Evidence hierarchy

An evidence hierarchy classifies evidence according to its rigour. ‘Gold standard’ evidence sits at the top. Less rigorous forms of evidence sit below it, in descending order.

The Centre for Education Statistics and Evaluation (CESE) has developed the following hierarchy for classifying evidence. It ranks evidence according to the rigour of the research that underpins it.

Gold standard evidence is the most reliable form of evidence, as the methodology used in the studies that underpin it is the most robust. The following types of reviews and studies make up this category:

  • Meta-analyses of randomised controlled trials: summaries and syntheses of multiple studies that involve randomised controlled trials (RCTs). Because these include multiple studies, and the studies use the most robust methodology, this is the best possible evidence.
  • Individual randomised controlled trials: single studies that involve randomised controlled trials. Although single studies are not as reliable as multiple studies, these use the most robust methodology and therefore provide the next best possible evidence.

Silver standard evidence is the next most reliable form of evidence. The methodology used in the studies that underpin this category is less rigorous than that used in studies in the gold standard category, however the evidence can still provide a solid indication of effectiveness. The following types of reviews and studies make up this category:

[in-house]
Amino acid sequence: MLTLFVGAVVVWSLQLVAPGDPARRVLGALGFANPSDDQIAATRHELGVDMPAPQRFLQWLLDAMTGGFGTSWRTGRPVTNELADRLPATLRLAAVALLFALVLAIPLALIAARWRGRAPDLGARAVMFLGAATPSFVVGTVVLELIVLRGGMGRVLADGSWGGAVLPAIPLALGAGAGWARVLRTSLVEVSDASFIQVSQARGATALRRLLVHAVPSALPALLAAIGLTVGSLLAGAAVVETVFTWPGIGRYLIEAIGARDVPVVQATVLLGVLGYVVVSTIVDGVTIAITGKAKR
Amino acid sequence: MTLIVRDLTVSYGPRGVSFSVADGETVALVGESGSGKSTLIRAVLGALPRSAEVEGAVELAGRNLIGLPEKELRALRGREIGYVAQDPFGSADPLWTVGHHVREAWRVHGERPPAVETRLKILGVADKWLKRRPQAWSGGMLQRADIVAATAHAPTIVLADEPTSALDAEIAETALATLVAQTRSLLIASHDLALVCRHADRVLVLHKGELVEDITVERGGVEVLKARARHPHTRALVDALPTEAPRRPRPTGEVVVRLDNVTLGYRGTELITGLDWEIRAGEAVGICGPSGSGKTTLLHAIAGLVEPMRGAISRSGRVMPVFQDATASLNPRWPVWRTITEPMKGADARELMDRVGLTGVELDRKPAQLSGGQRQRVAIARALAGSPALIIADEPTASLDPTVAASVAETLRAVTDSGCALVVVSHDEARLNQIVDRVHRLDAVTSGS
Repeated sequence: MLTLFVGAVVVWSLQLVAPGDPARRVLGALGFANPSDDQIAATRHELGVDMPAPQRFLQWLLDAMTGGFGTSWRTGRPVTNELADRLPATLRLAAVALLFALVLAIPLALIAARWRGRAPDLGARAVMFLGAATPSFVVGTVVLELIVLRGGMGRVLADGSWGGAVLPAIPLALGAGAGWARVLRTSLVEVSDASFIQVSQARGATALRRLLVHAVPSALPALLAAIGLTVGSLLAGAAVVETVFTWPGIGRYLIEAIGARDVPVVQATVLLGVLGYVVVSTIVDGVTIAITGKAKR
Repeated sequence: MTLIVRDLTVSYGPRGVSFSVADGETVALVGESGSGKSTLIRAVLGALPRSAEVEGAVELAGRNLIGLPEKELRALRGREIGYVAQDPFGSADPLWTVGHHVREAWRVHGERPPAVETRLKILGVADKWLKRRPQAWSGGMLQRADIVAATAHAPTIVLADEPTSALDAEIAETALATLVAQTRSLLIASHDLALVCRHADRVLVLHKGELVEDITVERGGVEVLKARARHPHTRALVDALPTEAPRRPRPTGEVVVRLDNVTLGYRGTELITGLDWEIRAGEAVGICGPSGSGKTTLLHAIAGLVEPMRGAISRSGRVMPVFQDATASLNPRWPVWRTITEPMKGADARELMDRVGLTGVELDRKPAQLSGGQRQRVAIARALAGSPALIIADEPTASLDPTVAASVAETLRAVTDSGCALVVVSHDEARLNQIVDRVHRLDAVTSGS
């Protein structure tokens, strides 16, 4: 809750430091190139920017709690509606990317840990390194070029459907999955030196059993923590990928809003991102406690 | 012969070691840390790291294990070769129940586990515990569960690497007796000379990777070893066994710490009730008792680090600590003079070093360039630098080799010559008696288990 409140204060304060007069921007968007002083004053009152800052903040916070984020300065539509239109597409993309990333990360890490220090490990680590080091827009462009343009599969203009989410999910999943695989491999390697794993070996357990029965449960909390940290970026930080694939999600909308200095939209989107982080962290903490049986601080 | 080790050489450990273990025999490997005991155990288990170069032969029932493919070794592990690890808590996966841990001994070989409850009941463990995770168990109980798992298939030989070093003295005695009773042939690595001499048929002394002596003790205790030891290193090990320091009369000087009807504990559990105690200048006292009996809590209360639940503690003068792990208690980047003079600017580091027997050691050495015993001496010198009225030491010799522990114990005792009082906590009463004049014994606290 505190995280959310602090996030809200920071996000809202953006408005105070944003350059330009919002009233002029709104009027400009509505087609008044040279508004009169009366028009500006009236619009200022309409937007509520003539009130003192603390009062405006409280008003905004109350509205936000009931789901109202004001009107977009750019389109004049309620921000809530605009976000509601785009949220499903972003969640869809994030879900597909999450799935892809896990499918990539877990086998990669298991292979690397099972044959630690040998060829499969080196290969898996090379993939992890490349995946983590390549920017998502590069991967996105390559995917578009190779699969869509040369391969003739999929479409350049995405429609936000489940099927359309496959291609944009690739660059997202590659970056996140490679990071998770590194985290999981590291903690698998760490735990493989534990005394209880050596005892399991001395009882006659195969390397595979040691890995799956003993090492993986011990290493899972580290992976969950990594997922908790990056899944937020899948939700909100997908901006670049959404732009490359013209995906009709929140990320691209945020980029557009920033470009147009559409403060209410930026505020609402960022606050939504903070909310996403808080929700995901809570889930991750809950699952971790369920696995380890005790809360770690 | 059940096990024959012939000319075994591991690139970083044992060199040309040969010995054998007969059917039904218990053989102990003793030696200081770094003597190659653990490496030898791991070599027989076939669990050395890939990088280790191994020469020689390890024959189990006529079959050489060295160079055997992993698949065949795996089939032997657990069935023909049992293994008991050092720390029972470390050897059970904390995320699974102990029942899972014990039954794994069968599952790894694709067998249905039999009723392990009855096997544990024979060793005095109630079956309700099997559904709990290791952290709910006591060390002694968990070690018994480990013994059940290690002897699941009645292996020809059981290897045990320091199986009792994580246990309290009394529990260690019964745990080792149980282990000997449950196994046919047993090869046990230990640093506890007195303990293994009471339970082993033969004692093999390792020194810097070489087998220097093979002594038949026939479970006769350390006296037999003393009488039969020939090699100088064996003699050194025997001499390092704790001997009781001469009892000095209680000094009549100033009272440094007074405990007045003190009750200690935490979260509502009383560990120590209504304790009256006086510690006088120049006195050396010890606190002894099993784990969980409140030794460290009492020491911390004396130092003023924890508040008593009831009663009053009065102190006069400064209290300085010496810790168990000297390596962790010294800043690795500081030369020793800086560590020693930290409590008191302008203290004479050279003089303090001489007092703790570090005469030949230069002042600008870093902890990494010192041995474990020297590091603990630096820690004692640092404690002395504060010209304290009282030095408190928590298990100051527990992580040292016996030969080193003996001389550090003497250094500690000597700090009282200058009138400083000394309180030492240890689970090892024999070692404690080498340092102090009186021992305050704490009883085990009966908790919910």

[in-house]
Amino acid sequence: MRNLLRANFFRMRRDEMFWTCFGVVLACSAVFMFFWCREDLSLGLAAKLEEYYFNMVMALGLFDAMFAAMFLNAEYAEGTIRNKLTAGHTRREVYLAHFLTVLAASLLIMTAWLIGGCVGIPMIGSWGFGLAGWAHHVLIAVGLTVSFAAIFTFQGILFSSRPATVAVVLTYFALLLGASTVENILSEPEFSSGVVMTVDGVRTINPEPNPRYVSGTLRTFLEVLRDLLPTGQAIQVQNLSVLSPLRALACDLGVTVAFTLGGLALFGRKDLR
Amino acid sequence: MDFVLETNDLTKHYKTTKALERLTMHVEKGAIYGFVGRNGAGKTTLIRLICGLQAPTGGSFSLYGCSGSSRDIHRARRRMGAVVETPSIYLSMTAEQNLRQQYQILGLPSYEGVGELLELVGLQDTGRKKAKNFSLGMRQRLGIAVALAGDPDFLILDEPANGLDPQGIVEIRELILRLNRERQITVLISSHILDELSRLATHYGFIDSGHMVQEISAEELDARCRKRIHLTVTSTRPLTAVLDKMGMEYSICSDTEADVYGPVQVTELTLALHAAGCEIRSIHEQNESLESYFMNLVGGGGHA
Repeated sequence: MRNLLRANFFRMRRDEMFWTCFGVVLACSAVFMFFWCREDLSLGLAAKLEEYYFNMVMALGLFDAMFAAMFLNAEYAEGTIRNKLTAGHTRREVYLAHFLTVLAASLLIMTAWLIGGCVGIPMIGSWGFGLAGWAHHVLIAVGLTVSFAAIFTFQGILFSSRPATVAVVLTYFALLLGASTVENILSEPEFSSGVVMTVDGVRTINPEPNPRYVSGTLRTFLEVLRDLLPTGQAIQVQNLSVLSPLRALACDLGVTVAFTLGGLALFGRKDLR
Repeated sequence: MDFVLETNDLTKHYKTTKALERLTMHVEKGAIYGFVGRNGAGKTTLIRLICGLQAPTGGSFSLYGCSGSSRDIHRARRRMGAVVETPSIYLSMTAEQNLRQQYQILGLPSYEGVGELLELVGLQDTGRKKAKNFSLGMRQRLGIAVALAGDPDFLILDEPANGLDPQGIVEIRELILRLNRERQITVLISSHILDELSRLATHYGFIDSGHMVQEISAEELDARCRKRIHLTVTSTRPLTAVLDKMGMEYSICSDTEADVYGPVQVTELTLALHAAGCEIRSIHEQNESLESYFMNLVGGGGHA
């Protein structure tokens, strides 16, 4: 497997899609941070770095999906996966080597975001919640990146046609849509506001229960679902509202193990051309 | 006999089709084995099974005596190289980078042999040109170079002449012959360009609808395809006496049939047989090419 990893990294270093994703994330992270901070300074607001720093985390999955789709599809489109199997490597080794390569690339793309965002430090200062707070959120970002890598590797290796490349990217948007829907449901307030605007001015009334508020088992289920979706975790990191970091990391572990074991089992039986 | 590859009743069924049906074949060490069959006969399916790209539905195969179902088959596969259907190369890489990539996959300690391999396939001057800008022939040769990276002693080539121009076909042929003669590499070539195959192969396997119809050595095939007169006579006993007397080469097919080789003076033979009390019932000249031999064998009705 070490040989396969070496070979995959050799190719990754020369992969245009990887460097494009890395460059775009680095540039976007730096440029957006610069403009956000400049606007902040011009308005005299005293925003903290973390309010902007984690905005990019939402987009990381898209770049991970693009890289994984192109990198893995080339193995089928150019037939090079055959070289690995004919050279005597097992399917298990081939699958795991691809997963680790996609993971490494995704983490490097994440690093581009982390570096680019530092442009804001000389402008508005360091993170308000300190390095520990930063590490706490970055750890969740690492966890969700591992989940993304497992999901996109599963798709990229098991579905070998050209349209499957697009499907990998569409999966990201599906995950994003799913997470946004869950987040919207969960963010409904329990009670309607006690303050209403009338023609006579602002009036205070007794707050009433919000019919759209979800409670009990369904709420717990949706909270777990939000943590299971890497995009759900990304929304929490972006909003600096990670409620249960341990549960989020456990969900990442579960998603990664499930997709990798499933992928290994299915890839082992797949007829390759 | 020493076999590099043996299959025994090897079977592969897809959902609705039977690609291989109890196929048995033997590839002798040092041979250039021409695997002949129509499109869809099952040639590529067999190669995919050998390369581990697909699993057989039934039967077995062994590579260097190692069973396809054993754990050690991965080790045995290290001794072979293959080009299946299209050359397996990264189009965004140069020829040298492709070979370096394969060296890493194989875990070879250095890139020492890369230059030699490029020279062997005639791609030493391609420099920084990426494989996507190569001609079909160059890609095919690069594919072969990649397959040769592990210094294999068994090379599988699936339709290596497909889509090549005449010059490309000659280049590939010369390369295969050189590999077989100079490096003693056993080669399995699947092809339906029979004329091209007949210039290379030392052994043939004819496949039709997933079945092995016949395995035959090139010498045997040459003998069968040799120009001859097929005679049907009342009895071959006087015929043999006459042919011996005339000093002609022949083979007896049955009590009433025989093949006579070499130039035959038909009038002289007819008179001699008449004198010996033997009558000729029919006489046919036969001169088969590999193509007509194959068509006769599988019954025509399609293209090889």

• Meta-analyses of quasi-experiments:  summaries and syntheses of multiple studies that compare a group exposed to a treatment with a group not exposed to a treatment, but the assignment of subjects to groups is not random. Because these include multiple studies, the evidence is stronger than that arising from any one study in isolation, but the methodology is not as reliable as that used in randomised controlled trials.
  • Individual quasi-experiments:  single studies that compare a group exposed to a treatment with a group not exposed to a treatment, but the assignment of subjects to groups is not random. As these are single studies, they are less reliable than multiple studies, and the methodology used is not as reliable as that used in randomised controlled trials.

Evidence that falls into the ‘other evidence’ category should rarely be relied upon to make important decisions as it does not clearly show the effectiveness of programs. However, if no other studies are available, these can provide an indication of what future research might show. When the only evidence available on a topic arises from the types of studies in this category, it should be treated with caution. The following types of reviews and studies make up this category:

  • Pre-post comparisons:  studies in which subjects are observed before and after a treatment. Because these studies do not include control groups, they cannot usually rule out other explanations for any changes observed.
    Expert opinion:  the opinion of a person generally regarded as an expert in a particular field.
  • For many programs, such anecdotal evidence may be all that is available. However, these should not be relied upon if more robust pieces of evidence are available.
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